Four Seasons In One Hour

Today dawned cloudless, sunny and full of promise. We decided to take the kids to Morecambe so that they could ride their bikes along the promenade. As we arrived, the tide was in and we could see whitecaps all over the bay, which should have served as fair warning. When we parked I could barely open the car door against the wind.

It was all a bit much for the kids and we had to settle for a short walk along the stone jetty. A lot of money has been spent on Morecambe prom and the stone jetty is no exception. Amy and Ben enjoyed the artworks especially the maze, and also the fish and chips that we ate in the cafe at the end of the jetty. The building dates to 1853 and was apparently a rail terminus connecting to ferry services to Ireland and the Isle of Mann. Today we could see a convoy of huge boats leaving the modern port down at Heysham.

The best view form anywhere on the promenade however is of the Lakeland fells across the bay.

The two highest hills here, slightly right of centre, are Dow Crag and Coniston Old Man.

Clouds were funnelling in off the Irish Sea and the weather looked by turns threatening and benign, although out in the wind it was decidedly wintry.

Later I had a chance to get out for about an hour on my own, and decided to head for Far Arnside. The primroses on the grassy bank on Cove Road are still going strong:

Walking through Holgates caravan park on route, the wind was cartwheeling last autumn’s dried leaves along the road towards me. Although the sun was shining it briefly began to hail.

At Far Arnisde the woods and the hillside offered some shelter and in the sunshine I was congratulating myself on being out for the best part of the day. As I had hoped, the woods were carpeted with daffodils:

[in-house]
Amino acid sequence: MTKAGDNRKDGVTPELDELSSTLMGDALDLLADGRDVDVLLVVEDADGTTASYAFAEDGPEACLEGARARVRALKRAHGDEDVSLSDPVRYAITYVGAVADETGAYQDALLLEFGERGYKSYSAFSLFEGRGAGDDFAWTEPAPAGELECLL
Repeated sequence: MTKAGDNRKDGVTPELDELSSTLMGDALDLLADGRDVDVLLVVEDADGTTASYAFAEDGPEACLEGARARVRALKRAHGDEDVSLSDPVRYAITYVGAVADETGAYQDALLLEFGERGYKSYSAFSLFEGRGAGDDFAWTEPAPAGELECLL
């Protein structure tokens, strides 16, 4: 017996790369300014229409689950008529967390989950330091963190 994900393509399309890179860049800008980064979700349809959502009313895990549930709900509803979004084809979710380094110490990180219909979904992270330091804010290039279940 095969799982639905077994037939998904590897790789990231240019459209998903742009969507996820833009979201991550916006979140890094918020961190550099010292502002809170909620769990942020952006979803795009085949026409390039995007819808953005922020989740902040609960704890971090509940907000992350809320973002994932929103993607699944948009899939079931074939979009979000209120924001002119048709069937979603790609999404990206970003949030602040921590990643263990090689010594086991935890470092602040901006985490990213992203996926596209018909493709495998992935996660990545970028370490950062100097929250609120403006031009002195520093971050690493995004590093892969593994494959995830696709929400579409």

I dropped down to a lower path, and returned part of the way home along the shore:

Unfortunately, shortly after I captured this apparently summery scene, it was snowing ferociously, with the wind icy and spiteful. I found a place where I could get up on to the coastal road and beat a hasty retreat for home.

Four Seasons In One Hour

7 thoughts on “Four Seasons In One Hour

  1. tazdog says:

    Pictures look nice, too bad the weather turned ugly. The shore picture is really nice and I bet it’s a fun walk when the tide is out..!!!

  2. Hello, I just found your blog by way of Wiggers World, I have been in BC over thirty years (originally from Bolton but still love your neck of the woods, I was across the bay at Swinside stone circle two years ago and will be back again this spring.

  3. I enjoyed this walk with you in the comfort of my kitchen with a mug of sweet milky coffee.. This cold wind and I do not mix at the moment. The views you showed us today are a delight to see.

    Catch up with you soon

  4. This was a delightful post. I would have been out there in that freezing air despite it all. I am so happy to have found your blog. We are walkers as well. Happy Easter.

  5. beatingthebounds says:

    Hello all. It was an exhilarating day. The weather has been just as changeable again today and I’ve been outside for most of it, I’m glad to say. (Post and pictures later, hopefully). Walking along the shore here is always interesting, and the tide really needs to be watched since when it goes out it goes something like 8 miles. When it comes back in it does so at an astonishing speed, as the Chinese cockle-pickers found out so tragically a couple of years ago.

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